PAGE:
Thanks to recent heavy rains and a storm surge (which seem to be going around, these days), more than half of Venice is under water. I thought today would be a good time to revisit and celebrate La Serenissima and her many culinary wonders.
My first visit to Venezia was on a misty November day in 1995, with a group of girlfriends from the Italian high school I was attending at the time. I fell in love with Venice immediately and eternally, although I am embarrassed to say that my first meal in Venice as a seventeen year old exchange student probably consisted of pizza and Coca-Cola.
A couple of years later, I escaped the tedium of my college life and returned to Venice on winter break. My American friend and I were tired, cranky, and hopelessly lost in the Dorsoduro. I had nearly fallen into a canal earlier that day, and both my ego and right hip were badly bruised. Rain began to fall as we found ourselves surrounded by schoolchildren on their way home. A girl of about ten was walking close by my side in the narrow calle, and I was surreptitiously taking advantage of the shelter of her umbrella. As my friend tried to (not so gently) pull me out of the girl’s way, the girl admonished him, “No, no, la tenevo proprio sotto! (No, no–I was keeping her under my umbrella on purpose!)”
I returned to Venice this February with my husband for the second leg of our European honeymoon, my heart nearly bursting during our ride, via water taxi, to our hotel. We stayed in a nine-room palazzo on the Grand Canal, and upon learning that E. and I were on our viaggi di nozze, the proprietors upgraded us from our small interior room to a suite–a suite!–overlooking the Grand Canal. Every day we’d throw open our shutters and gaze in awe at the sun glinting on the water as Venice began her day.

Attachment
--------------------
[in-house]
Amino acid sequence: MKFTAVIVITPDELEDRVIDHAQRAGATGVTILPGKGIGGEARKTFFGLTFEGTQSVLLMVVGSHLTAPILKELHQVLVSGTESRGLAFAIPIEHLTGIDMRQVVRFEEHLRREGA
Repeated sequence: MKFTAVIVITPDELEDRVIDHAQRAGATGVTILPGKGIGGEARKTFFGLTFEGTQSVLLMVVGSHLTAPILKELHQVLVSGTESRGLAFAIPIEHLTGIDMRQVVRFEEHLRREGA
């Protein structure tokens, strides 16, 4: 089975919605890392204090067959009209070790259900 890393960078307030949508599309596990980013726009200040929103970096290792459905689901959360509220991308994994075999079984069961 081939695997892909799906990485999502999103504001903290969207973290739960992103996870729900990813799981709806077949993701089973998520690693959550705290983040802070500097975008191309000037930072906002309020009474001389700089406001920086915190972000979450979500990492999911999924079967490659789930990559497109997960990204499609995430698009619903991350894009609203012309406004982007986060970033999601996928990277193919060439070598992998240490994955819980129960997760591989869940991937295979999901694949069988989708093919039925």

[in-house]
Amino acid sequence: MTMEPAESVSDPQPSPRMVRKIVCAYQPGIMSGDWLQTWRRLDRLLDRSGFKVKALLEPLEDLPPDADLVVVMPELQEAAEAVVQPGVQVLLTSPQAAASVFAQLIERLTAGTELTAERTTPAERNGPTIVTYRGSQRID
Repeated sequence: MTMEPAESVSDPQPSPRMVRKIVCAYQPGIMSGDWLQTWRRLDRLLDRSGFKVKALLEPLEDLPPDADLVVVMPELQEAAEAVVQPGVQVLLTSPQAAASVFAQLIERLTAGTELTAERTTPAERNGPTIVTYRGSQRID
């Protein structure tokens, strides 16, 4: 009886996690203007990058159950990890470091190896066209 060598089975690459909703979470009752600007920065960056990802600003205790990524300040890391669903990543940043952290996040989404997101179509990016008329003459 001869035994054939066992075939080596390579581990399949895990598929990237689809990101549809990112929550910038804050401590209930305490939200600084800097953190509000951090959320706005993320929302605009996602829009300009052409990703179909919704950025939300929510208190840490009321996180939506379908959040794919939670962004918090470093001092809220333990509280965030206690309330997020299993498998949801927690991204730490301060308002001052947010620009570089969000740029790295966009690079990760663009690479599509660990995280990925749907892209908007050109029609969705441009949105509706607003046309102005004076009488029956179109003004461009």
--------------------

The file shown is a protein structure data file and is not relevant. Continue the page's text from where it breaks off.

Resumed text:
We spent many hours happily perusing the Rialto Market, wishing we had a kitchen so that we could cook some of the bounty we admired: silvery fish, purple-tipped artichokes, and overflowing baskets of lettuces and radicchio. One sunny morning, we were fortunate to discover an Italian fish fry about to take place in the market’s adjoining piazza. Fritto misto and white wine at 11:00 am? Yes, please!
Every day we’d get happily lost for hours in Venezia’s dreamlike, labyrinthine calle. No matter how many museums we visited, however, or how many times we stopped for cicheti, E. and I always made it a point to return to our hotel before sunset. We’d sit on the terrace, sip a cocktail, and watch the sun set over the Rialto bridge. Ladies and Gentlemen, may I present to you the Aperol Spritz?
Like so many Italian inventions, the Aperol Spritz (or just “spritz,” if you’re Venetian) is simple, elegant, and unlikely to ever go out of style. Aperol is a lower-alcohol cousin of Campari, tasting of bitter and sweet oranges mingled with rhubarb and various herbs. Some might argue that the Aperol Spritz is a decidedly summertime cocktail, but oranges are a winter fruit, after all, and Prosecco is never out of season.
My heart is never far away from La Serenissima. As these autumn days grow shorter and we lean ever more sharply into what portends to be a harsh winter, I will continue our honeymoon tradition of an Aperol Spritz before dinner. And I will dream of Venice and her sunsets.
3 parts Prosecco
2 parts Aperol
1 splash club soda
Pour over ice, garnish with a slice of orange, and let yourself be transported to Venice at dusk.